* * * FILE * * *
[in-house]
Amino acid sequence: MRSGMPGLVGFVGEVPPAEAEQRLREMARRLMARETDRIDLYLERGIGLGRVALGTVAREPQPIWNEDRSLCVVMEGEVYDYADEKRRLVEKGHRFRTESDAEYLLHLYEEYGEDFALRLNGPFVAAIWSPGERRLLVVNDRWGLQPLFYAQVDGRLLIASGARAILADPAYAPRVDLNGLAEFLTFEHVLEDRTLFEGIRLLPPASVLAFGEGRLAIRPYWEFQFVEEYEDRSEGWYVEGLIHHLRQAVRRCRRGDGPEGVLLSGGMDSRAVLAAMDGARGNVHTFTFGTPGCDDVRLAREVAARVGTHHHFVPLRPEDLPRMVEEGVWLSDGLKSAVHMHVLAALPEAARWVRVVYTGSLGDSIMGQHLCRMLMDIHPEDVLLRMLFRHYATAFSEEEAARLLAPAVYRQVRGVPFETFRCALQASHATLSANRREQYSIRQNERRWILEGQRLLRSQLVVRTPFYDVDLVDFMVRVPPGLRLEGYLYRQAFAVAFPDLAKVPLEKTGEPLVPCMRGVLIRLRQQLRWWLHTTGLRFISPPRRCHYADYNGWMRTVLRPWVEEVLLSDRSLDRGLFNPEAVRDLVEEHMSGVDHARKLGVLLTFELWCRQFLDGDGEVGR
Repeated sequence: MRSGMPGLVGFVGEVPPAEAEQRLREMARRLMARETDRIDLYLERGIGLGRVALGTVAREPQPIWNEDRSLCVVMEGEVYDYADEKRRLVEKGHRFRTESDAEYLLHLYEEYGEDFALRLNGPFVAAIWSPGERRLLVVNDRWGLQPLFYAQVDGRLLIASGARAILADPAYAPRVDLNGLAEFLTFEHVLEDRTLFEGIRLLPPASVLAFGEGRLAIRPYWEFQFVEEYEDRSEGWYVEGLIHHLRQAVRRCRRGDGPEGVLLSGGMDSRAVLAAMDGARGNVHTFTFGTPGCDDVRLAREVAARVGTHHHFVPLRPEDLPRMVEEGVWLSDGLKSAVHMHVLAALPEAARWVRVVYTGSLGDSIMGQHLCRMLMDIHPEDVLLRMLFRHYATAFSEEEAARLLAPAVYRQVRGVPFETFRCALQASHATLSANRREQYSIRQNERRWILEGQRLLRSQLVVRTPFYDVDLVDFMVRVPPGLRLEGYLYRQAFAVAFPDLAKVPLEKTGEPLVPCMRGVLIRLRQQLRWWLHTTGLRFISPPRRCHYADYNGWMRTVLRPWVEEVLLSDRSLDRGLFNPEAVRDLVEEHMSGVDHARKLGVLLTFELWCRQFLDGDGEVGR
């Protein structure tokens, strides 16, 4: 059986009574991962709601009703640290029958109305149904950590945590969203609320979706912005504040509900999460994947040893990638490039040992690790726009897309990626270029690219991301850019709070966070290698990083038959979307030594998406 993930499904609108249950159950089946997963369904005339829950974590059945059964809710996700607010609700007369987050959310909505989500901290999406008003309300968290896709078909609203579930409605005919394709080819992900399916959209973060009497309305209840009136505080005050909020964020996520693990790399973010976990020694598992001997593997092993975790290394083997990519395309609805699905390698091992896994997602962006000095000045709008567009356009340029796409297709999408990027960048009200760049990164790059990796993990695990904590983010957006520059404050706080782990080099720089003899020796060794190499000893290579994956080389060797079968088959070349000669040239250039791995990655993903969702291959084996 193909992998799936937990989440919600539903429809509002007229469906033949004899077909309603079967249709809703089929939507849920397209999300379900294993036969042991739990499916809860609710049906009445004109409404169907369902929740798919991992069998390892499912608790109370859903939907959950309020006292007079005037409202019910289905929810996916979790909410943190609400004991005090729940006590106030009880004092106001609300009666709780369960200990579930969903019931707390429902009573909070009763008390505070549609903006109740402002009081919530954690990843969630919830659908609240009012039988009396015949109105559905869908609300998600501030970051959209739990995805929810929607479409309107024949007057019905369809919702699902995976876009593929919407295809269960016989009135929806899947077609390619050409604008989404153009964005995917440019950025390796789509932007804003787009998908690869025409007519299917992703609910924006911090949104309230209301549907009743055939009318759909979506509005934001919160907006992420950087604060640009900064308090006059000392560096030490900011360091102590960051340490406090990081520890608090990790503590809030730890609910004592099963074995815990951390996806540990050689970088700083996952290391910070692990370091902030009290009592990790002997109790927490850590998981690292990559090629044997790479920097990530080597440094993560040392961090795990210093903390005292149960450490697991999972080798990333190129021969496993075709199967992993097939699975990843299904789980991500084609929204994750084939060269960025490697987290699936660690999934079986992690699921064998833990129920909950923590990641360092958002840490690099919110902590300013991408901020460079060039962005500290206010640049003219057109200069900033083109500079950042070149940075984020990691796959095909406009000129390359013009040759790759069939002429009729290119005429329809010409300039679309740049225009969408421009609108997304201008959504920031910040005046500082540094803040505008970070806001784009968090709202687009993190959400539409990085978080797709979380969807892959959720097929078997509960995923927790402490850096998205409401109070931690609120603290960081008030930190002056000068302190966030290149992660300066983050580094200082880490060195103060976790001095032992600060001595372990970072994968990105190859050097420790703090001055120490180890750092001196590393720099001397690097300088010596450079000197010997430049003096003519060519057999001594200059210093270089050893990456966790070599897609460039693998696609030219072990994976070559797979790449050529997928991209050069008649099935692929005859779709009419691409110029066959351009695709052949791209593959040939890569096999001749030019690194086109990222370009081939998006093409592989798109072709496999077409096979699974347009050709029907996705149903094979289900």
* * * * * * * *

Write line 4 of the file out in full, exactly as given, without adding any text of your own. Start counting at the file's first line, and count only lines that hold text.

């Protein structure tokens, strides 16, 4: 059986009574991962709601009703640290029958109305149904950590945590969203609320979706912005504040509900999460994947040893990638490039040992690790726009897309990626270029690219991301850019709070966070290698990083038959979307030594998406 993930499904609108249950159950089946997963369904005339829950974590059945059964809710996700607010609700007369987050959310909505989500901290999406008003309300968290896709078909609203579930409605005919394709080819992900399916959209973060009497309305209840009136505080005050909020964020996520693990790399973010976990020694598992001997593997092993975790290394083997990519395309609805699905390698091992896994997602962006000095000045709008567009356009340029796409297709999408990027960048009200760049990164790059990796993990695990904590983010957006520059404050706080782990080099720089003899020796060794190499000893290579994956080389060797079968088959070349000669040239250039791995990655993903969702291959084996 193909992998799936937990989440919600539903429809509002007229469906033949004899077909309603079967249709809703089929939507849920397209999300379900294993036969042991739990499916809860609710049906009445004109409404169907369902929740798919991992069998390892499912608790109370859903939907959950309020006292007079005037409202019910289905929810996916979790909410943190609400004991005090729940006590106030009880004092106001609300009666709780369960200990579930969903019931707390429902009573909070009763008390505070549609903006109740402002009081919530954690990843969630919830659908609240009012039988009396015949109105559905869908609300998600501030970051959209739990995805929810929607479409309107024949007057019905369809919702699902995976876009593929919407295809269960016989009135929806899947077609390619050409604008989404153009964005995917440019950025390796789509932007804003787009998908690869025409007519299917992703609910924006911090949104309230209301549907009743055939009318759909979506509005934001919160907006992420950087604060640009900064308090006059000392560096030490900011360091102590960051340490406090990081520890608090990790503590809030730890609910004592099963074995815990951390996806540990050689970088700083996952290391910070692990370091902030009290009592990790002997109790927490850590998981690292990559090629044997790479920097990530080597440094993560040392961090795990210093903390005292149960450490697991999972080798990333190129021969496993075709199967992993097939699975990843299904789980991500084609929204994750084939060269960025490697987290699936660690999934079986992690699921064998833990129920909950923590990641360092958002840490690099919110902590300013991408901020460079060039962005500290206010640049003219057109200069900033083109500079950042070149940075984020990691796959095909406009000129390359013009040759790759069939002429009729290119005429329809010409300039679309740049225009969408421009609108997304201008959504920031910040005046500082540094803040505008970070806001784009968090709202687009993190959400539409990085978080797709979380969807892959959720097929078997509960995923927790402490850096998205409401109070931690609120603290960081008030930190002056000068302190966030290149992660300066983050580094200082880490060195103060976790001095032992600060001595372990970072994968990105190859050097420790703090001055120490180890750092001196590393720099001397690097300088010596450079000197010997430049003096003519060519057999001594200059210093270089050893990456966790070599897609460039693998696609030219072990994976070559797979790449050529997928991209050069008649099935692929005859779709009419691409110029066959351009695709052949791209593959040939890569096999001749030019690194086109990222370009081939998006093409592989798109072709496999077409096979699974347009050709029907996705149903094979289900």